Sub-Saharan Africa’s dependency ratio (the population younger than 20 and older than 64 versus the population between those ages) is 129:100, compared with 65:100 in Europe. Sub-Saharan Africa is expected to have a worse dependency ratio than Europe even in 2050.
… There is nothing inherently African about large families. Botswana’s fertility rate is 2.6, down from 6.6 in 1960. South Africa’s rate is 2.4. And although the UN has a good record of predicting global population growth, it has got fertility projections badly wrong in individual countries. Sudden baby busts in countries like Brazil, Iran and Thailand caught almost everyone out. Could Africa also spring a surprise?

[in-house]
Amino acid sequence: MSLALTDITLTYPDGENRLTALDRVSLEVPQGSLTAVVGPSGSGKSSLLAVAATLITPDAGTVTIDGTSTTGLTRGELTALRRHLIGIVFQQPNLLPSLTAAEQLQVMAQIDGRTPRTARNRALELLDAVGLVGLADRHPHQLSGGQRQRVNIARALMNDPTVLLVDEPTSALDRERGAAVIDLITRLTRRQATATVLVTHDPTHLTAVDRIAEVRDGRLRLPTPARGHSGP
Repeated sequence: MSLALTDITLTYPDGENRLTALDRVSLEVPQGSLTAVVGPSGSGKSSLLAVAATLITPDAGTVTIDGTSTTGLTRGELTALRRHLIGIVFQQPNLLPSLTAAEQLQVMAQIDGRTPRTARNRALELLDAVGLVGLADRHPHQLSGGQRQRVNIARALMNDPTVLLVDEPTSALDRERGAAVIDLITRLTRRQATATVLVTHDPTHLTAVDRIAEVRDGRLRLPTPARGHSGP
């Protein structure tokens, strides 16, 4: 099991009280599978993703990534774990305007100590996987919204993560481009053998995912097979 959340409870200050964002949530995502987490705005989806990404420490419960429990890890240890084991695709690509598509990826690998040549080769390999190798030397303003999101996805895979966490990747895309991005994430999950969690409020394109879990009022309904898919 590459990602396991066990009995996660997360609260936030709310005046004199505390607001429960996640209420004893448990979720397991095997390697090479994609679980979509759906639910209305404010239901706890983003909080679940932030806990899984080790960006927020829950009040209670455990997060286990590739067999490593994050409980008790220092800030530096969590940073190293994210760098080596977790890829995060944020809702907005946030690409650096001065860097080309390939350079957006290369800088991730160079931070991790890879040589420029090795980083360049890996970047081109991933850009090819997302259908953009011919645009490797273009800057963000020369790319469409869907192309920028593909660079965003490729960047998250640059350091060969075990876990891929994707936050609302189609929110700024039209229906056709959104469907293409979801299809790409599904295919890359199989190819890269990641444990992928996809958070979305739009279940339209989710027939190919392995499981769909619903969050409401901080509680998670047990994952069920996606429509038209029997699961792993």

On balance, I am less alarmed by population growth in Africa than most observers. Female gross secondary school enrollment is at an all time high. Urbanization is apace. Family sizes are most likely to shrink at faster rates than anticipated by current models.
A series of shipments of notes ordered by Liberia’s central bank from printers overseas have disappeared since last year after passing through the country’s main ports, Liberia’s information minister Eugene Nagbe told local radio on Tuesday.
The missing amount is the equivalent of nearly 5 percent of the West African country’s gross domestic product (GDP).
The Liberian economy is dominated by both the Liberian (L$) and American dollars ($). In the recent past Liberian legislators have tried to make the L$ the sole legal tender for local transactions in an effort to turn the economy into a “single currency regime.” The fact that there are millions of US dollars worth of L$ floating around will not inspire confidence in the Liberian dollar.